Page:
Coding: As part of Computer Science lessons, all students in Years 7-9 develop the expertise to use the Google suite effectively. Students also learn coding skills, starting by developing their logical reasoning and computational thinking skills by using block programming for Microbit and text-based programming using Python turtle in Year 7 before developing their programming skills in Year 8 and writing programs using sequence, selection and iteration in Python. Students also apply their skills by creating games on Gamemaker. In Year 9 students recap and retrieve their algorithmic thinking skills by learning advanced Flowol and application of the flowcharts in real world scenarios.They also develop their programming skills further by learning and applying advanced Python skills like functions and procedures.This helps them develop their problem-solving skills further at this stage and they are expected to debug their code when errors arise.

Textiles: Students study Textiles in Years 7, 8 and 9, allowing students to develop the skills required to construct multiple different textile pieces. Students look at how to include functionality and also develop the decorative element of the subject. Throughout the key stage, students will develop and refine their skills to allow them to create personal outcomes to demonstrate their skills and knowledge. 

Graphics: Students study Graphics in Years 7, 8 and 9, providing students with the opportunity to develop not only their design skills and compositional analysis but also to bring awareness about the advertising world around them. Students develop their skills to create drawn and digital outcomes that focus on taking into consideration interpretation and the impact aesthetic can have on the success of their work.

Media Studies: Students study Media Studies in Year 9, providing students with the tools required to understand the basics of media language and representation analysis through the study of the action/adventure film genre. This is then brought to life as a film poster, which encourages students to develop their photography skills and ability to use software such as Adobe Photoshop and Affinity Photo.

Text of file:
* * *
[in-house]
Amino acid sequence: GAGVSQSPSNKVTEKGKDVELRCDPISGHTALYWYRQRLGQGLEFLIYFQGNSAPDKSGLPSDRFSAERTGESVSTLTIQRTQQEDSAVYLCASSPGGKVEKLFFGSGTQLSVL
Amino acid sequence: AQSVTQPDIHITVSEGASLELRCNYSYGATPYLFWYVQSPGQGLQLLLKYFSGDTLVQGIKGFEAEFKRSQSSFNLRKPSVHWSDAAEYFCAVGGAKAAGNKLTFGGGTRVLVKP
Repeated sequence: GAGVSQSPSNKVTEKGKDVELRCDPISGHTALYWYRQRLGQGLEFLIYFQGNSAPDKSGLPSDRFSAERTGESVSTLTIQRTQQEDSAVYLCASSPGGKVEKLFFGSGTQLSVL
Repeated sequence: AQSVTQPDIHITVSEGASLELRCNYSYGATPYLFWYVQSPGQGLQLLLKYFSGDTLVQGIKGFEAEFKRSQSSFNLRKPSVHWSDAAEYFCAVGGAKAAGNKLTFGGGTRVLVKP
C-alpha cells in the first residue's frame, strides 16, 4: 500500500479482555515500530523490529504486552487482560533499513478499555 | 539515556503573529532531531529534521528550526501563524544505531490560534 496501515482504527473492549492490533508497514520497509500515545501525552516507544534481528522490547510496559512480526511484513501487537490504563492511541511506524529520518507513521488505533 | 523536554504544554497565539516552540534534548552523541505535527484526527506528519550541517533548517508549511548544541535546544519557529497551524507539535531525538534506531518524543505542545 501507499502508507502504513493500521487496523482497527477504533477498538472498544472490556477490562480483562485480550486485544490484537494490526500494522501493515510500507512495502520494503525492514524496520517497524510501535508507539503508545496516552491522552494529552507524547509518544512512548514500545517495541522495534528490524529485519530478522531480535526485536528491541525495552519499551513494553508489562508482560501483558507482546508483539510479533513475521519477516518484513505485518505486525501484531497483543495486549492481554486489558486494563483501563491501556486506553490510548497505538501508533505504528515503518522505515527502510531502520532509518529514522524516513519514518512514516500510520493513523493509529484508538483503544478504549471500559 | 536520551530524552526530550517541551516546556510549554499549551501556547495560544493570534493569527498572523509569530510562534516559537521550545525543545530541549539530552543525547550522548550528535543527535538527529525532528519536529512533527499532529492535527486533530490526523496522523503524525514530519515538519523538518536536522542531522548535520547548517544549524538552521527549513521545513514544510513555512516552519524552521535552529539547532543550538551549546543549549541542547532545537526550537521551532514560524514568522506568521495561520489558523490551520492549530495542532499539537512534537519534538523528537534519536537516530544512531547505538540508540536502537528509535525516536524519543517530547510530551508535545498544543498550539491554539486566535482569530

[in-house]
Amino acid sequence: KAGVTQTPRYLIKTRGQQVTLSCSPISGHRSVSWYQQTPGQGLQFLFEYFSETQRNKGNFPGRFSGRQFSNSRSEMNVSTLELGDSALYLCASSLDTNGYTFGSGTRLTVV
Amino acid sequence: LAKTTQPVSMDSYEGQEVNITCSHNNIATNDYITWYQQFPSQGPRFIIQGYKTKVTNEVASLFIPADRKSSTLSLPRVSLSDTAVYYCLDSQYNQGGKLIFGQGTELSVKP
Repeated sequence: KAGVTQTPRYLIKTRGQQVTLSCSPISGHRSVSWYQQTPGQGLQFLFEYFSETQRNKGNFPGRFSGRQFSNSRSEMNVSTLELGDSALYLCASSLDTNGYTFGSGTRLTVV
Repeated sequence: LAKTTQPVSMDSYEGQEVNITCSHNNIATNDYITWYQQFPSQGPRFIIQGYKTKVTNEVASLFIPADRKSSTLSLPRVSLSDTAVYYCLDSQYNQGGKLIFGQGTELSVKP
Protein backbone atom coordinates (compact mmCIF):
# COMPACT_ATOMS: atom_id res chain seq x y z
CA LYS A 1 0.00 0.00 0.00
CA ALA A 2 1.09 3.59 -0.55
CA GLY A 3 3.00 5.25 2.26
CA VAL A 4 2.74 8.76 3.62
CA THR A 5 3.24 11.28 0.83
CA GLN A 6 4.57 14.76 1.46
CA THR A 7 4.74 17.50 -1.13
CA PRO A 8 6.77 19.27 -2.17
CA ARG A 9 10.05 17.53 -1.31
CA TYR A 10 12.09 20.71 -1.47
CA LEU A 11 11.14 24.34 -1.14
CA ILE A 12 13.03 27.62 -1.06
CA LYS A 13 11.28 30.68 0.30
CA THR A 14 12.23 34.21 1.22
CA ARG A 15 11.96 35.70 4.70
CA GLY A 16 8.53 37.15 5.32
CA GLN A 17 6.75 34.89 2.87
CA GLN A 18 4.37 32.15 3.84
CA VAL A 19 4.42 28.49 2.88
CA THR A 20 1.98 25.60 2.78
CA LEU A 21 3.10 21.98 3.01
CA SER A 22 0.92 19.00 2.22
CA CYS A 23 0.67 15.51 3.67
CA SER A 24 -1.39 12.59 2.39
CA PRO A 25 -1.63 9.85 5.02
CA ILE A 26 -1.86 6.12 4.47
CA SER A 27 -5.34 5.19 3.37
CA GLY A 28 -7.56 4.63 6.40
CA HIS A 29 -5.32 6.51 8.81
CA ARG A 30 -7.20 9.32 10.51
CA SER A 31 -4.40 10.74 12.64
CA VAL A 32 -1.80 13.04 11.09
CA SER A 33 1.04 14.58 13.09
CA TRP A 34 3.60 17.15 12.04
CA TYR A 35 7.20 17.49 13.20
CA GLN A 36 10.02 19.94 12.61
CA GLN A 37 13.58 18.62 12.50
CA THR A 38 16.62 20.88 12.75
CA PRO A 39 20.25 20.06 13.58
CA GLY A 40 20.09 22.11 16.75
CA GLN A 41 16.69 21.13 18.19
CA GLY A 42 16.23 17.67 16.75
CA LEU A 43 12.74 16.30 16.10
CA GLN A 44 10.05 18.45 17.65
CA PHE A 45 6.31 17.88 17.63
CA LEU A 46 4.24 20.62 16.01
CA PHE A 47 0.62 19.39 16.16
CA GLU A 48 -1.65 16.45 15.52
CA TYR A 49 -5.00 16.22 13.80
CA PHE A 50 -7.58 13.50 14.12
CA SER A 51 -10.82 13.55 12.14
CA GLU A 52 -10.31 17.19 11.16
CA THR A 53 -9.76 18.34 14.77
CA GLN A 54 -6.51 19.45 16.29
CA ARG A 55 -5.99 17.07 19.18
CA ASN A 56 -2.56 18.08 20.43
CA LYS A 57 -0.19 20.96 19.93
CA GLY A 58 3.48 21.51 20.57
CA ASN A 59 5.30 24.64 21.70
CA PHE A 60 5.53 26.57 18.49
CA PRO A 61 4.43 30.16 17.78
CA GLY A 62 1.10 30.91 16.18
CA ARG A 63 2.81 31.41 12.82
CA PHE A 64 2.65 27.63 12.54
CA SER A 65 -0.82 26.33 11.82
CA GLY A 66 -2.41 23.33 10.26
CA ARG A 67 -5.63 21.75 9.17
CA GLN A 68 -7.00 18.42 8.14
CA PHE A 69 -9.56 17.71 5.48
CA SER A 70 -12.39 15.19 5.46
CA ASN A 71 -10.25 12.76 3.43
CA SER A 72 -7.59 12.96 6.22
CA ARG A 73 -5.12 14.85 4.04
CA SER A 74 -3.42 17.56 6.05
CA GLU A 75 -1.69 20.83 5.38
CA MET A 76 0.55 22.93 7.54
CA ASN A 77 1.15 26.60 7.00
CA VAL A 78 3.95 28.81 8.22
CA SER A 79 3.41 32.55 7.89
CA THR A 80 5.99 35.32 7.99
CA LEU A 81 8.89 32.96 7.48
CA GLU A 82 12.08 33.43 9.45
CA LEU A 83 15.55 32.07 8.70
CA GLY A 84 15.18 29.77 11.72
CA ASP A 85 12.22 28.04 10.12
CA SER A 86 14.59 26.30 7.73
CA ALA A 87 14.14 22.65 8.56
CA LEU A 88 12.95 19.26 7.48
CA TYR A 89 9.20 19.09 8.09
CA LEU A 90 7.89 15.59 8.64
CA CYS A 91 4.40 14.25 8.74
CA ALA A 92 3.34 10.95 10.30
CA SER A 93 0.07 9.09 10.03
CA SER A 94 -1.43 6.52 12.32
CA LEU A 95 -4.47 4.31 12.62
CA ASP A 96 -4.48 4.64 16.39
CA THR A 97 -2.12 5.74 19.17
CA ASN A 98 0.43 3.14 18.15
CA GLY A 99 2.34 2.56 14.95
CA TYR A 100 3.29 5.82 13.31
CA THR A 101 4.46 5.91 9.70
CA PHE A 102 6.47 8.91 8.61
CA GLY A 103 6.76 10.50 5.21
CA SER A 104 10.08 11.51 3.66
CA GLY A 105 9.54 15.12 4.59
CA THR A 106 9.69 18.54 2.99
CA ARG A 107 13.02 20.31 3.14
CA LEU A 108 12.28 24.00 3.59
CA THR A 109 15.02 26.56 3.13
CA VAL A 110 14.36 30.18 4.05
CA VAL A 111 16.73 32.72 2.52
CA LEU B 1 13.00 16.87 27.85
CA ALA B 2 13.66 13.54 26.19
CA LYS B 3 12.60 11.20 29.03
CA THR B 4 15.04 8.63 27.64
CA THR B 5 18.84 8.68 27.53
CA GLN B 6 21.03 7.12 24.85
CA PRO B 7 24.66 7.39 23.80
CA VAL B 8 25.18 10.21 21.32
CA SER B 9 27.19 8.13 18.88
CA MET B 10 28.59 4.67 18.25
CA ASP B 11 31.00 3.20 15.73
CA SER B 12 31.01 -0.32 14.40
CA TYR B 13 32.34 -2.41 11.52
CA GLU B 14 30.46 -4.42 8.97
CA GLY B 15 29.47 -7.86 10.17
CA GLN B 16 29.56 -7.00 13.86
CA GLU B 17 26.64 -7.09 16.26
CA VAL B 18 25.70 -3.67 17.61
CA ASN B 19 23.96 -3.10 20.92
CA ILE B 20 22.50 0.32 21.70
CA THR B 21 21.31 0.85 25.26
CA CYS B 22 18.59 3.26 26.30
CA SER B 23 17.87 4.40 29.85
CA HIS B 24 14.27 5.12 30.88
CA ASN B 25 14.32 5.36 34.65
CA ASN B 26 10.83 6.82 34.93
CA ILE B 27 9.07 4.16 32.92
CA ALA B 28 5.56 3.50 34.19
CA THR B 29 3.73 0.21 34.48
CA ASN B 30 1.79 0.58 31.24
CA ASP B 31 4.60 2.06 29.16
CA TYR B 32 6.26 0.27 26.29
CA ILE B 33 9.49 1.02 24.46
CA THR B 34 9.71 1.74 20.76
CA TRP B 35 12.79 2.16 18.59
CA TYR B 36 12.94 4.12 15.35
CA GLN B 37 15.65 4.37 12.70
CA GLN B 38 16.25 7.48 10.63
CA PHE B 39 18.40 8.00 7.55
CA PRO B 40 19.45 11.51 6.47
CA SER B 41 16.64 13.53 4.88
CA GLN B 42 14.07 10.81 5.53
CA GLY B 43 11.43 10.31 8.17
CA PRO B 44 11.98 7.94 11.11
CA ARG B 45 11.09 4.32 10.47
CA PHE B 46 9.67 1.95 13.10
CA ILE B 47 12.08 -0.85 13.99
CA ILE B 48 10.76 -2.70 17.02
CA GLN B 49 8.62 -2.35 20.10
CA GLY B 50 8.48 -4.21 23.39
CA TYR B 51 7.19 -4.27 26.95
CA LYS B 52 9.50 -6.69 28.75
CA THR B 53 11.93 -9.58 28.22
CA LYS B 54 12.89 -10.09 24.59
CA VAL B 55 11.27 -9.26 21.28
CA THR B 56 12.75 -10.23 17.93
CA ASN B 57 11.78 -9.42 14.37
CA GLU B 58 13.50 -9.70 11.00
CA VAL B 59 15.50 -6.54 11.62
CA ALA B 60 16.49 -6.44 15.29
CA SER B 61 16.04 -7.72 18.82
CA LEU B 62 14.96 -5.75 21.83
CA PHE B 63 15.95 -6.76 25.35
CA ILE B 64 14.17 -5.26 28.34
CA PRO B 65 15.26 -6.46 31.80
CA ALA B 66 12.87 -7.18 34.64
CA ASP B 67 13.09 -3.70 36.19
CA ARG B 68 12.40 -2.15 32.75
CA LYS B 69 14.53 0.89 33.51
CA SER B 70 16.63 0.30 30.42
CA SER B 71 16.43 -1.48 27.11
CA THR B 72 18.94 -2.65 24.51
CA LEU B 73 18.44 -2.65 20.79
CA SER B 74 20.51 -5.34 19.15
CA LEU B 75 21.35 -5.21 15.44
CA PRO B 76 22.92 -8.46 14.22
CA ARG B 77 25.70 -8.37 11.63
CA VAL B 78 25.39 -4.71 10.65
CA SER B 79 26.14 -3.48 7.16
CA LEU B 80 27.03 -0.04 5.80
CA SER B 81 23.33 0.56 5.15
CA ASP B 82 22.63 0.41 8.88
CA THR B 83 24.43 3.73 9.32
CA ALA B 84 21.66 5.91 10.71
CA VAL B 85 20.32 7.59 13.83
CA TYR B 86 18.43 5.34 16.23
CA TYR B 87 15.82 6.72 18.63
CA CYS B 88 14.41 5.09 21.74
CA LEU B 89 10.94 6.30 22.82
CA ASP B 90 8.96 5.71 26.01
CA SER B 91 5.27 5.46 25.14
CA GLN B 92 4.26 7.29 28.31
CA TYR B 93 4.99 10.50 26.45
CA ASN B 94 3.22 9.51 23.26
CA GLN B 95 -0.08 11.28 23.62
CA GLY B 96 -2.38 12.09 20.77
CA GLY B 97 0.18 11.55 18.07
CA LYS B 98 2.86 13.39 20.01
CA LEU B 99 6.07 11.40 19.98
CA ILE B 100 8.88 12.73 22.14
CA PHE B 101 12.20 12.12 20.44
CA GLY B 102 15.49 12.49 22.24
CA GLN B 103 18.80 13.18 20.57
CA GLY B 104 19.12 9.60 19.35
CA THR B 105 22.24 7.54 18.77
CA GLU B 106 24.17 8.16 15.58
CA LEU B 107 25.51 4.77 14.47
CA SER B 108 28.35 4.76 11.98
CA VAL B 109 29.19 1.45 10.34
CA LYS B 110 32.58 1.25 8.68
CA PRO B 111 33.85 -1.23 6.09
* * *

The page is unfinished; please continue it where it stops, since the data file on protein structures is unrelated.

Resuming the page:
Key Stage 4

Textiles: Textiles at GCSE allows students to challenge preconceived ideas and develop their own opinions and interpretations, broadening their own cultural capital and allowing them to create personal and meaningful responses. Students will be guided to make appropriate choices to create refined and developed work. 

Students undertake two portfolio projects in Year 10 and Year 11. There is one externally set task in January of Year 11 culminating in a 10 hour practical exam. Both portfolio projects are graded holistically and this grade is worth 60% of the GCSE grade. The set task sketchbook and practical exam are marked holistically and are worth 40% of the GCSE grade.

Students are marked on four Assessment Objectives (AO). Each AO is marked out of 24.

The four AOs are as follows:

AO1 Develop ideas through investigations, demonstrating critical understanding of sources.
AO2 Refine work by exploring ideas, selecting and experimenting with appropriate media, materials, techniques and processes.
AO3 Record ideas, observations and insights relevant to intentions as work progresses.
AO4 Present a personal and meaningful response that realises intentions and demonstrates understanding of visual language.

Examination Board